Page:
Challenges of Controlling Feral Swine

Herd of feral hogs.

This is Passport

Trapping and hunting are not effective controls against feral pigs.

These methods have not been able to reduce the geographic spread and the increase and abundance of feral pigs in our state, nationwide, and – I’m sorry to say – globally.

Justin Foster, research coordinator at TPWD for region two, says we need new tools to combat the pigs. The agency is evaluating sodium nitrite based pig toxicants.

What we don’t have is a tremendous amount of information that tells us that we can deliver any pesticide safely, reliably and humanely.

They’re collecting that data now. During one field test the pigs dropped baits, perhaps detecting a difference between the placebo and poison versions. This lead to unintended costs for passerine birds.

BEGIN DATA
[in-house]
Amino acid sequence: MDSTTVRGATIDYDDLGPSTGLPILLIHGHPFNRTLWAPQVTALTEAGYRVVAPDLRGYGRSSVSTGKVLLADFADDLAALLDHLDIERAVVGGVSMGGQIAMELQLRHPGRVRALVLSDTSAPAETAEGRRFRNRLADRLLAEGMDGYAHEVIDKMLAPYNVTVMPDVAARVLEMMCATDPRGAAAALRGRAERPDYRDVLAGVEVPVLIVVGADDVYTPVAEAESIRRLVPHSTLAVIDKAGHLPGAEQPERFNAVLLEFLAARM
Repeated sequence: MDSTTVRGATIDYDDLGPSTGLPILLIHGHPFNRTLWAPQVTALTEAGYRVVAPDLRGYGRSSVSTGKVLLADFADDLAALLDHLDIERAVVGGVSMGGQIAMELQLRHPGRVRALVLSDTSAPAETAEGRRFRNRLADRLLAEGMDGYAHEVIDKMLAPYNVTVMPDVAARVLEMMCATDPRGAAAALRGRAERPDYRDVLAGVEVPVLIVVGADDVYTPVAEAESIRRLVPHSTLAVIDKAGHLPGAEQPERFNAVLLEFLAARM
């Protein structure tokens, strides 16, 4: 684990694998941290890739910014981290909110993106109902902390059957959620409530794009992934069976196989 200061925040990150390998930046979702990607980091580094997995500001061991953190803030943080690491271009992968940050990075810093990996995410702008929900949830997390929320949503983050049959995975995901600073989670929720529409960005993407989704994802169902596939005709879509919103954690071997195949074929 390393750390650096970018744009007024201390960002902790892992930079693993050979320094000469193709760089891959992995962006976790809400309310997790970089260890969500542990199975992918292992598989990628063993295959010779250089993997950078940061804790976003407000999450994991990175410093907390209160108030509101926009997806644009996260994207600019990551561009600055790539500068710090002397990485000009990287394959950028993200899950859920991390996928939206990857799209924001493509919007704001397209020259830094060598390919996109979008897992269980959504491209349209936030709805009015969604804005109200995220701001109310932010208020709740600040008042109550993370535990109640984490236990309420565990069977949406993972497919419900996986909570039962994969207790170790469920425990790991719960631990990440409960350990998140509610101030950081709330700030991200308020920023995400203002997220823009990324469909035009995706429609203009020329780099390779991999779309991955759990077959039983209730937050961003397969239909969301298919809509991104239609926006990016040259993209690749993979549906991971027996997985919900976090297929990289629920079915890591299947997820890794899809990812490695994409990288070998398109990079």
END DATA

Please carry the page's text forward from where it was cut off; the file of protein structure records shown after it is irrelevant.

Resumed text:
And so, as this bait was being dropped, and those feral pigs were going back to the feeder to try some more—it wasn’t so bad that they weren’t trying more—they were trampling the bait that had been dropped. And that bait had some grain in it. We assume those passerine birds were targeting that grain.

Researchers do not take such losses lightly, and continue to work on a reliable and humane protocol.

The Wildlife Restoration program supports our series and funds the development of toxicants and delivery strategies for controlling feral hogs in Texas.

For Texas Parks and Wildlife, I’m Cecilia Nasti.

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